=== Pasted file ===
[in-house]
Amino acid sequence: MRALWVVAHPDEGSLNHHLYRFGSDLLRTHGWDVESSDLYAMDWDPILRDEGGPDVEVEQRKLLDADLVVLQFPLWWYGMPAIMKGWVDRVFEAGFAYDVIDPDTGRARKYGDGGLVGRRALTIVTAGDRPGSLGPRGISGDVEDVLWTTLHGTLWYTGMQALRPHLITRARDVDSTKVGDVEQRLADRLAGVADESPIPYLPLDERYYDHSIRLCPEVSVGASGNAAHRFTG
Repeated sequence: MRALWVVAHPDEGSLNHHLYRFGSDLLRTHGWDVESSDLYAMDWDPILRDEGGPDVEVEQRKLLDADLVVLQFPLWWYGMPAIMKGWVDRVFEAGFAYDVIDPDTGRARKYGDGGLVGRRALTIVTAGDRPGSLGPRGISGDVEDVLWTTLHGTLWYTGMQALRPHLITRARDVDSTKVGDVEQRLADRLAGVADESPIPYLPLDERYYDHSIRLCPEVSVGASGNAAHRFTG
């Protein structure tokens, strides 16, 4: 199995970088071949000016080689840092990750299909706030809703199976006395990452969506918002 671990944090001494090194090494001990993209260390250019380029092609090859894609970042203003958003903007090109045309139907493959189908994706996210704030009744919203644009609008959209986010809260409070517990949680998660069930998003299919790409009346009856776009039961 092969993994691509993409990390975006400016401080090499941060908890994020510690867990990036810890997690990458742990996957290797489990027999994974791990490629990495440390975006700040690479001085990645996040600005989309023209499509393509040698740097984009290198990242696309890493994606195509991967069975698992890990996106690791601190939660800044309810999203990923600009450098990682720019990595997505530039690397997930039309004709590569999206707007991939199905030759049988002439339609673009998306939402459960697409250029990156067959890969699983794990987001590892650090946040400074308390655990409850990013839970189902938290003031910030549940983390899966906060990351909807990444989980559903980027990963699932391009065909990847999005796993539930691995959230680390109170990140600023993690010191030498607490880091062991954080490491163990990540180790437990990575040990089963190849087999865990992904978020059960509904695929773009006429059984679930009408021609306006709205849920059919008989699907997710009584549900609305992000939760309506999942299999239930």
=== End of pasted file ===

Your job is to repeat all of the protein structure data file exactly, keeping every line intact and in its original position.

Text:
[in-house]
Amino acid sequence: MRALWVVAHPDEGSLNHHLYRFGSDLLRTHGWDVESSDLYAMDWDPILRDEGGPDVEVEQRKLLDADLVVLQFPLWWYGMPAIMKGWVDRVFEAGFAYDVIDPDTGRARKYGDGGLVGRRALTIVTAGDRPGSLGPRGISGDVEDVLWTTLHGTLWYTGMQALRPHLITRARDVDSTKVGDVEQRLADRLAGVADESPIPYLPLDERYYDHSIRLCPEVSVGASGNAAHRFTG
Repeated sequence: MRALWVVAHPDEGSLNHHLYRFGSDLLRTHGWDVESSDLYAMDWDPILRDEGGPDVEVEQRKLLDADLVVLQFPLWWYGMPAIMKGWVDRVFEAGFAYDVIDPDTGRARKYGDGGLVGRRALTIVTAGDRPGSLGPRGISGDVEDVLWTTLHGTLWYTGMQALRPHLITRARDVDSTKVGDVEQRLADRLAGVADESPIPYLPLDERYYDHSIRLCPEVSVGASGNAAHRFTG
């Protein structure tokens, strides 16, 4: 199995970088071949000016080689840092990750299909706030809703199976006395990452969506918002 671990944090001494090194090494001990993209260390250019380029092609090859894609970042203003958003903007090109045309139907493959189908994706996210704030009744919203644009609008959209986010809260409070517990949680998660069930998003299919790409009346009856776009039961 092969993994691509993409990390975006400016401080090499941060908890994020510690867990990036810890997690990458742990996957290797489990027999994974791990490629990495440390975006700040690479001085990645996040600005989309023209499509393509040698740097984009290198990242696309890493994606195509991967069975698992890990996106690791601190939660800044309810999203990923600009450098990682720019990595997505530039690397997930039309004709590569999206707007991939199905030759049988002439339609673009998306939402459960697409250029990156067959890969699983794990987001590892650090946040400074308390655990409850990013839970189902938290003031910030549940983390899966906060990351909807990444989980559903980027990963699932391009065909990847999005796993539930691995959230680390109170990140600023993690010191030498607490880091062991954080490491163990990540180790437990990575040990089963190849087999865990992904978020059960509904695929773009006429059984679930009408021609306006709205849920059919008989699907997710009584549900609305992000939760309506999942299999239930």